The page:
Cana is the first night’s stop on the Jesus Trail.  A delightful guesthouse stands right on the path.  Only a few hops up the courtyard steps and one finds a house full of beds and delicious food.  From the balcony guests look right over onto the roof of the Catholic Wedding Church.  Some Christians believe the modern day town of Cana may be the site for Jesus’ first miracle, water to wine.  The Catholic Church and the nearby Orthodox Church each celebrate this miracle.  On a recent visit to Cana I followed a small group interested in seeing these sights.

As we walked across the cobbled courtyard, we followed tour groups from various countries, all excited to get their pictures taken where a miracle took place.  Following them into the church and down some stairs, we entered a room carved in the rock and housing a large but simple stone urn.  Money, prayers, and photos floated over the walls of the glass case and lodged in the stones of the cellar walls.  For many the thought of miracles brought mystery, renewed faith, and excitement.  Ascending once more into the church above, my husband and I were greeted by a lady speaking Italian.  We do not understand Italian, but gradually we realized she was fervently inviting us to come renew our wedding vows with about ten other couples gathered before the priest.  We declined, but watched with interest as the couples shared space with one of the most famous weddings in biblical history.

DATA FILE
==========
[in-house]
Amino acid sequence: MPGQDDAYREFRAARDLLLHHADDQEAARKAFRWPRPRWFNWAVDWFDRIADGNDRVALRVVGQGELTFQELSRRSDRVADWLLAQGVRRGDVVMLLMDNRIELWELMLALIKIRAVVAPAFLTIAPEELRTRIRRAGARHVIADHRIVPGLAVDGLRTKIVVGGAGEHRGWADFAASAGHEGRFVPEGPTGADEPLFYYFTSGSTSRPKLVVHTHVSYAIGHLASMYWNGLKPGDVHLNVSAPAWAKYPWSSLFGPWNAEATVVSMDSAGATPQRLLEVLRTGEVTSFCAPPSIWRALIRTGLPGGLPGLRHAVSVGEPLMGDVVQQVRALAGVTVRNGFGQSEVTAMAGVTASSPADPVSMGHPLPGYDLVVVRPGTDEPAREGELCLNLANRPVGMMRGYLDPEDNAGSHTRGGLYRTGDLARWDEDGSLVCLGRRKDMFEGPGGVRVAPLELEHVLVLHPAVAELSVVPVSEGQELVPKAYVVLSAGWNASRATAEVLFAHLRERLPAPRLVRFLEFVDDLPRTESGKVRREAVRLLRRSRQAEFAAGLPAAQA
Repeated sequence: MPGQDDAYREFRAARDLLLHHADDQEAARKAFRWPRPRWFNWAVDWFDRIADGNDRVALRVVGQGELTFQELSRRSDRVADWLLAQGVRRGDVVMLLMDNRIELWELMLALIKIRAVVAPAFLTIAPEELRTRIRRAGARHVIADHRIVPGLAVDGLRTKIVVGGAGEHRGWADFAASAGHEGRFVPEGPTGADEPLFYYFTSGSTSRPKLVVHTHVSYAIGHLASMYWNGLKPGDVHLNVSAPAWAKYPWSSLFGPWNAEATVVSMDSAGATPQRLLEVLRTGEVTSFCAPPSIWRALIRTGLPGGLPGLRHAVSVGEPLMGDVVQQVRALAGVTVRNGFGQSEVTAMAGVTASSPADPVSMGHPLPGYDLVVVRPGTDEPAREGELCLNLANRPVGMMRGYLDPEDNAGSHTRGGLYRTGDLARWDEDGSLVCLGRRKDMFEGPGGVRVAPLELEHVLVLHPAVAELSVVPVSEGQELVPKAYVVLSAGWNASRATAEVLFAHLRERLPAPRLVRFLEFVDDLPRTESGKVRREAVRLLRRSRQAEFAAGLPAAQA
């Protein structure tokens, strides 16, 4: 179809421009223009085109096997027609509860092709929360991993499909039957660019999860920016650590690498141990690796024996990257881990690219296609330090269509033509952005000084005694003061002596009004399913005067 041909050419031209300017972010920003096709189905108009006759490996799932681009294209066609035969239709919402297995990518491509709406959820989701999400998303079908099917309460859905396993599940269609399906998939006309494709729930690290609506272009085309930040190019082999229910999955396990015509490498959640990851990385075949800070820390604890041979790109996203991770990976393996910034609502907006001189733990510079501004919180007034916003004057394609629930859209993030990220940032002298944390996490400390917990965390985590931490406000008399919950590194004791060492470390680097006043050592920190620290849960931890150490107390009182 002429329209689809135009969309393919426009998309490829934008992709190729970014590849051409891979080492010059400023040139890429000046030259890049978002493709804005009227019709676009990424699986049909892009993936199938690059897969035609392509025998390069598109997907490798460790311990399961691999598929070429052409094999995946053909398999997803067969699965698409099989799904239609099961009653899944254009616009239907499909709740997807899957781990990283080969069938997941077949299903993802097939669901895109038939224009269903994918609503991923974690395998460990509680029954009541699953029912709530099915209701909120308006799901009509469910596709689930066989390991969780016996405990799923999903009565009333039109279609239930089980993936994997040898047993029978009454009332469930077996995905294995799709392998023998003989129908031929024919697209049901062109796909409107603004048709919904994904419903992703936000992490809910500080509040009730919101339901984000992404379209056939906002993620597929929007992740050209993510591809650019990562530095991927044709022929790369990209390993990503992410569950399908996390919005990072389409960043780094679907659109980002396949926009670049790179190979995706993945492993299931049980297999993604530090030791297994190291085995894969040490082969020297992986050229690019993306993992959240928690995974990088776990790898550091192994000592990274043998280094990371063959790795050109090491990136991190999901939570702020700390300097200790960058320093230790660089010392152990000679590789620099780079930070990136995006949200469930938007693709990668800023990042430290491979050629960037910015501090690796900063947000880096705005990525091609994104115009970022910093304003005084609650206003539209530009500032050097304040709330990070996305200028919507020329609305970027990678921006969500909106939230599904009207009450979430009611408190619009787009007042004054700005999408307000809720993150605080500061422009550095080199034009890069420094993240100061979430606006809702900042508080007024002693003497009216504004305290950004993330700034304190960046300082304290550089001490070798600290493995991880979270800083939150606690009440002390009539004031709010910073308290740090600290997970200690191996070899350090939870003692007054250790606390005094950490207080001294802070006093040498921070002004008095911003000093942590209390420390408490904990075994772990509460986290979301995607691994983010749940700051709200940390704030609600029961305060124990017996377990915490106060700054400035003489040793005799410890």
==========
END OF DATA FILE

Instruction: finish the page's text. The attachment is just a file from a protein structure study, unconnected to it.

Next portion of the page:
Our cultural experience was just beginning, however.  We stepped outside as the chimes rang along with the singing of “Ave Maria” by excited worshipers.  Rounding the corner of the church we found another group interested in marriage.  Not only were Catholics renewing their vows, but a group of Protestants were being challenged by their own marriage seminar in the courtyard.  Couples laughed and gazed into each other’s eyes while sharing a rose.  We debated whether or not to stay for the reception to follow (baklava, wine, and roses) but felt that we were outsiders at this wedding bash.  No water into wine that we know of, but our time at the Wedding Church provided us with new lenses with which to view cultures, faith, and the ever-continuing trail.

Day 3: Racing the Rain to the Sea of Galilee

Moshav Arbel to the Sea of Galilee in First-Century Costume

Hiking down to the Arbel Spring in the early morning

The final day of our journey begins early—at 5:30am, with the breaking of the unseen sun. It’s hiding behind clouds, which is the reason we’ve chosen this hour of the morning. We’ve heard the rain’s a-comin’ and it’s a-comin’ hard! We don our dress and man-dress and break down our tent one last time before leaving out from Moshav Arbel above the cliffs.